After Saturday’s election, Country Liberal Party leader Terry Mills acknowledged that he benefited from anti-intervention sentiment. He claimed that while the Liberal Party had launched the intervention and agreed with its continuation, Labor had made it a “bureaucratic exercise” that was “absorbed in itself, very expensive and really just added to the cynicism and the grief of the bush”.

The media, however, stridently denied that the intervention played any role whatsoever in the election outcome.

Murdoch’s Australian was especially adamant that the result instead represented a shift to the right among Aboriginal people. “More than a decade of progressive policies have been rejected by Australia’s first people, with Aborigines taking the lead in sweeping the Northern Territory Labor government from office to take control for themselves,” its lead article on the election yesterday declared. It continued: “The radical change in approach to indigenous affairs seeks to reinvigorate the traditional structures of Aboriginal authority, and attempt to combat welfare dependency and paternalism by putting responsibility back on the shoulders of individuals.”

The election result is being cynically utilised to bolster the long-running campaign to abolish the provision of any welfare services to Aboriginal people, as the first step towards targeting the working class as a whole. The Northern Territory intervention has already been used to advance a series of anti-welfare precedents, including welfare quarantining that is now being extended nationally. This is now set to be stepped up even further, in line with the growing chorus from within corporate circles that federal and state governments must match the measures introduced in Europe and the US since the 2008 financial crash in gutting public spending programs.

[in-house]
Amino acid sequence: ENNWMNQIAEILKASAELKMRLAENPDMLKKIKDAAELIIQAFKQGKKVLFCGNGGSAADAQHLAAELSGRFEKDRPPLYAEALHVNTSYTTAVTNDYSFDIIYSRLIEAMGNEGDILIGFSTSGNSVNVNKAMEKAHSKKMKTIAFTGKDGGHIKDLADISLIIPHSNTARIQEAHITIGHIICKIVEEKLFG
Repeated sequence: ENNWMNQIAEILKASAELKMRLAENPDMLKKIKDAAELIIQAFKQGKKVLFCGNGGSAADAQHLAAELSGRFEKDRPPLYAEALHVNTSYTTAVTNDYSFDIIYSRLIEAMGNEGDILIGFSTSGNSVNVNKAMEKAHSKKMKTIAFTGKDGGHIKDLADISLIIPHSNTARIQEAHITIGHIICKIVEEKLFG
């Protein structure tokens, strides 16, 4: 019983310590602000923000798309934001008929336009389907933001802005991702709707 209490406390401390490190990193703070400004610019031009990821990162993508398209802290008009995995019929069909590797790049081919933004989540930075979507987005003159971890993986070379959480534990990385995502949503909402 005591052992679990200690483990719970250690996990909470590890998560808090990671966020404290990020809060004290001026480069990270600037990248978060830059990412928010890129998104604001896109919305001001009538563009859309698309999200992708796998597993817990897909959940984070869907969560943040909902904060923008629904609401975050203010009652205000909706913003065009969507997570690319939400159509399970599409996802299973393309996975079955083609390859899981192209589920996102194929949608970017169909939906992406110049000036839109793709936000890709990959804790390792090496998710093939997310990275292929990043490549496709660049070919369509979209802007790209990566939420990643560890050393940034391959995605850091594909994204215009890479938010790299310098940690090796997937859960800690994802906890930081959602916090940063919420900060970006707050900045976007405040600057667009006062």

In the Northern Territory, as in parts of Western Australia and Queensland, the financial press is bluntly demanding that Aborigines be dragooned into the mining industry. Anyone not willing or able to work in the mines or mining-related industries will be left to fend for themselves.

Most Aborigines who voted CLP did so as a protest against the regressive policies of the Labor Party. But the result did represent a shift to the right by a layer of Aboriginal politicians, entrepreneurs and bureaucrats who had previously been aligned with the Labor Party. These elements have been incessantly promoted in the Murdoch and financial press for their embrace of the pro-business, “pull yourself up by your bootstraps” line.

The Country Liberal Party (CLP) reaped the benefits. Alison Anderson, a former Labor minister who defected in 2009, won her seat as a CLP member. Francis Maralampuwi Xavier, who formerly sought preselection as a Labor election candidate, may have won the seat of Arafura, and Bess Price, championed by right-wing commentators such as Andrew Bolt, is in the lead with votes still being counted for Stuart.

The new NT government is set to slash public spending to achieve its pledge of eliminating the budget deficit. Labor accused the CLP of preparing to sack 10 percent of all public sector workers, but new chief minister Terry Mills has ruled out such cuts. Mills is already under pressure to clarify what spending programs he will eliminate or cut with the Australian Financial Review describing his election campaign as “lacklustre and confusing” for failing to do so.

In Aboriginal areas, the government has pledged a raft of regressive measures, including tying public funding of services for remote outstations to “education and employment outcomes”, facilitating the privatisation of remote state schools, and cutting public housing spending. At the same time there will be a significant increase of spending for police and prisons, following a “law-and-order” bidding war between Labor and the CLP during the election campaign.